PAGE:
12. John,
    I think you and Scot's real objection to the article is not the content but the snarky tone. What you call a false dilemma is Sowell's belief that the deterrent effect of punishment is the thing most likely to change people's behavior. Is he wrong? I don't like those stupid red light camera's, but I am darn careful around Cicero and Petersen.
    Tangentially, agreeing with Sowell that increased punishment would deter bullies, and is the most obvious solution, doesn't obligate one to endorse stricter punishment. Saudi Arabia chops people's hands off for stealing, I wouldn't be surprised if that reduced the amount of stealing…and no I don't endorse chopping people's hands off.
    Ben

  13. That's right again Ben. 

    Respecting basic rights, etc. = not exercising power

    Not exercising power = chaos.

    there's our choice.  It's a crappy argument.  Not taking it as an argument, but as snark, I think (as Scott argued above) is less charitable to Sowell).

    You're iron-manning Sowell.  Citing the Philly situation as evidence of his view underscores that fact.

  14. Ben, noting Philly is the same strategy as Sowell's noting Britain — you show the consequences of following this line of (in)action.  That's to criticize it, and you and Sowell have highligted what you take to be the cause of that (in)action: leniency.  But arguments from consequences are comparative judgments, and the criticism is incomplete without showing that an alternative doesn't have those consequences or other worse ones.  Without the alternative, it fails as an argument.  And that's why it's a false-whatever-lemma.

  15. John and Scott,
    Sowell's argument should be interpreted through his thesis, as I've stated before his thesis is that we should be skeptical of Obama's anti-bullying efforts. I think he offers some decent reasons to be skeptical. What you object to is the premise that we either except more punishment or more crime/violence/bullying/etc. You consider this premise a false dilemma. It isn't a false dilemma at all, it's a trade off.
    You seem to be claiming that Sowell is making an argument for a conservative approach toward punishment. Except he never actually advocates any policy changes or positions. Sowell's overall argument doesn't depend on some kind of extreme false dilemma, his premise is that all other things being equal there is a trade off. You have stray manned this single premise and used it to dismiss his entire argument. And that's a shame because, we should be skeptical of Obama's anti-bullying campaign.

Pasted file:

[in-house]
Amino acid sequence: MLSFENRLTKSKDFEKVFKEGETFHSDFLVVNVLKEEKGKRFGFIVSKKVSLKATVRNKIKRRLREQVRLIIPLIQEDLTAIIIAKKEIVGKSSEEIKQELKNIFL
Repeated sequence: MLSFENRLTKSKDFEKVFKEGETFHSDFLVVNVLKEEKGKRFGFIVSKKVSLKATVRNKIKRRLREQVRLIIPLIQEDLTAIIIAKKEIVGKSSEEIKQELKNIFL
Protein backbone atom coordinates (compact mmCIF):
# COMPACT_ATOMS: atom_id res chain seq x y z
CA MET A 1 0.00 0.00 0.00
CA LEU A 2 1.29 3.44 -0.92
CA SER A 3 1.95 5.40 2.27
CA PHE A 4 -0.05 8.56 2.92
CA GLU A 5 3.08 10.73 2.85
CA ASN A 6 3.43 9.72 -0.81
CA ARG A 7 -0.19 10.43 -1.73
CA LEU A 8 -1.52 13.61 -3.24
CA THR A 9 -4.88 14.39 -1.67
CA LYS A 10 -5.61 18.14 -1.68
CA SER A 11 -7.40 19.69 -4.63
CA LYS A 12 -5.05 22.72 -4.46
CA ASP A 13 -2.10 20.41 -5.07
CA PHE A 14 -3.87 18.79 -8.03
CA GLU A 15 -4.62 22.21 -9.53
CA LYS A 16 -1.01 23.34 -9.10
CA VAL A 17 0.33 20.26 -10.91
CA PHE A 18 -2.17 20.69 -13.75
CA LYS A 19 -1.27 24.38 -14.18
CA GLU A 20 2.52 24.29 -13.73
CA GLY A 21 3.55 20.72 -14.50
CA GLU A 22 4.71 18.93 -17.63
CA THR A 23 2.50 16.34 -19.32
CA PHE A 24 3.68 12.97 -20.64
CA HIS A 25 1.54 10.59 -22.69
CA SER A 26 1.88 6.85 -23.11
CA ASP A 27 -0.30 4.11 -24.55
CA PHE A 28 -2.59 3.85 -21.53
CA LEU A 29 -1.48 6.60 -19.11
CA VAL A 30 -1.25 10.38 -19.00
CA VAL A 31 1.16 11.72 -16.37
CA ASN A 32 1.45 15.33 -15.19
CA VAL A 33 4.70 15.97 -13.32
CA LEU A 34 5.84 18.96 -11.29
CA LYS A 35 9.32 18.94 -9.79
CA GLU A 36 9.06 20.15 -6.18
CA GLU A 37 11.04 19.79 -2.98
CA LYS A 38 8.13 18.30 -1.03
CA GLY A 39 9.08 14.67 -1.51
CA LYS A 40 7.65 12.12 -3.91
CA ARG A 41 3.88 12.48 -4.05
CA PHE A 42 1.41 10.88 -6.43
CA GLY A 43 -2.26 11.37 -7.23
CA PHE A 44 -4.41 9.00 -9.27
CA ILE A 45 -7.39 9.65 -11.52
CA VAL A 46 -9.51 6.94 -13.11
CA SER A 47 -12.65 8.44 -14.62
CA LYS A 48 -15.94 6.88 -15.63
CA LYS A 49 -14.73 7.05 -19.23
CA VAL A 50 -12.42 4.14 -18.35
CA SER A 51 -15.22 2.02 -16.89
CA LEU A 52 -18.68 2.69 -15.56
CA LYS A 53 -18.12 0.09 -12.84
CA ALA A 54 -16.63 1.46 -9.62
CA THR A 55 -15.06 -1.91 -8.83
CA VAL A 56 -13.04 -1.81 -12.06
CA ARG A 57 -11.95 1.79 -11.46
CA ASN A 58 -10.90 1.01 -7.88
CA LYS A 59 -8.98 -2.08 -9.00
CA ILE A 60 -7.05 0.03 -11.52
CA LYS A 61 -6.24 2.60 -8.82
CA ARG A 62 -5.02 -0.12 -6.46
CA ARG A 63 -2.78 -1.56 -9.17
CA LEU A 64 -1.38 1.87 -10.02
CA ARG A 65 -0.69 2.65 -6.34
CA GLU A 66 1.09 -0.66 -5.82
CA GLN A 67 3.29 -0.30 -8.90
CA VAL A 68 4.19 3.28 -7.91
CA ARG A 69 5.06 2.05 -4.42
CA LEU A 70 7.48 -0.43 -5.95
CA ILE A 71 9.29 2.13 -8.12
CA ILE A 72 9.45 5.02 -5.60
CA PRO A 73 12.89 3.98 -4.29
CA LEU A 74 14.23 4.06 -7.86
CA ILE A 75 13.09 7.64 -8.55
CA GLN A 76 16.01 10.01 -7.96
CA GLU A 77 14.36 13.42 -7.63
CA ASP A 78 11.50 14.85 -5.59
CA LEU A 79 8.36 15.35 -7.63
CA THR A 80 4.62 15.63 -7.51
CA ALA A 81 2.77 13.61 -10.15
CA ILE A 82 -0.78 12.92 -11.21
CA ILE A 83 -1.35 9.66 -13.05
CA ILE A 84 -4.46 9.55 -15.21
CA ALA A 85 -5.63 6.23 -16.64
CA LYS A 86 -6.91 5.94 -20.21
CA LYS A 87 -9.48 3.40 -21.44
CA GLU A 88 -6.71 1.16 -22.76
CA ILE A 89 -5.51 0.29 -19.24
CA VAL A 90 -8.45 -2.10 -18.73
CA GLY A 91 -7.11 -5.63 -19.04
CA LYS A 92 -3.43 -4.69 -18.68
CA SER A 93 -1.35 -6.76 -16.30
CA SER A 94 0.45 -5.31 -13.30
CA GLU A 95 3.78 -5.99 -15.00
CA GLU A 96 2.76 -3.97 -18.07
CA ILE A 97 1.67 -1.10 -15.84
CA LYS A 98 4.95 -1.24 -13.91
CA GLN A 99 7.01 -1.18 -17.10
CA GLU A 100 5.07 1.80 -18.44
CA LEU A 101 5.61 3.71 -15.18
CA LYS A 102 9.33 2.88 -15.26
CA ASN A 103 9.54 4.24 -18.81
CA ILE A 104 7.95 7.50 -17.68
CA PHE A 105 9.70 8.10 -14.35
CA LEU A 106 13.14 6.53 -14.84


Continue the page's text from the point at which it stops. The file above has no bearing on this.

"Respecting basic rights, etc. = not exercising power
    Not exercising power = chaos."
    ^The above is a text book straw man.

  16. I think your objections such as they are have been sufficiently addressed.  I will note, however, that failing to iron man someone with a bad argument doesn't constitute straw manning him, classic or otherwise. 

    Besides, with remarks such as this:

    "When judges create new "rights" for bullies out of thin air, just as they do for criminals, and prescribe "due process" for school discipline, just as if schools were little courtrooms, then nothing is likely to happen promptly or decisively."

    Sowell shows himself litle worthy of fairness. 

  17. John,

    "……failing to iron man someone with a bad argument doesn't constitute straw manning him……"
    You're wrong. The thesis of his argument is not "the conservative approach is better." Maybe he believes that, maybe he implies it, but it simply isn't the thesis of his op-ed. He clearly states the thesis of his op-ed in the first two paragraphs, that we should be skeptical of Obama's anti-bullying initiative.
    "The problem is that it is all talk. There is no sign that anybody is going to do anything that is likely to reduce bullying."
    Further, he never advocates any specific policies, as Scot acknowledges. If he were making a disjunctive argument he would have posed an alternative.
    But I will email him tomorrow and ask him whether my interpretation is that correct one.

  18. Ben,

    You keep making the point without knowing it.  There is the Obama-liberal (God only knows what that is in Sowell's mind) and the non-politically correct alternative–exercising punitive power conservative style.

    And I'm not wrong about that general claim above.  I'm not iron-manning Sowell.  Not iron manning him doesn't mean I'm straw manning him.  He's got nothing but contempt for what he takes to be the alternative to his advocated but undefined approach.  All anyone here has done is pointed out that even if he's correct about Obama's implicit racism and dishonesty (speaking of straw men), the dilemma he suggests doesn't obtain.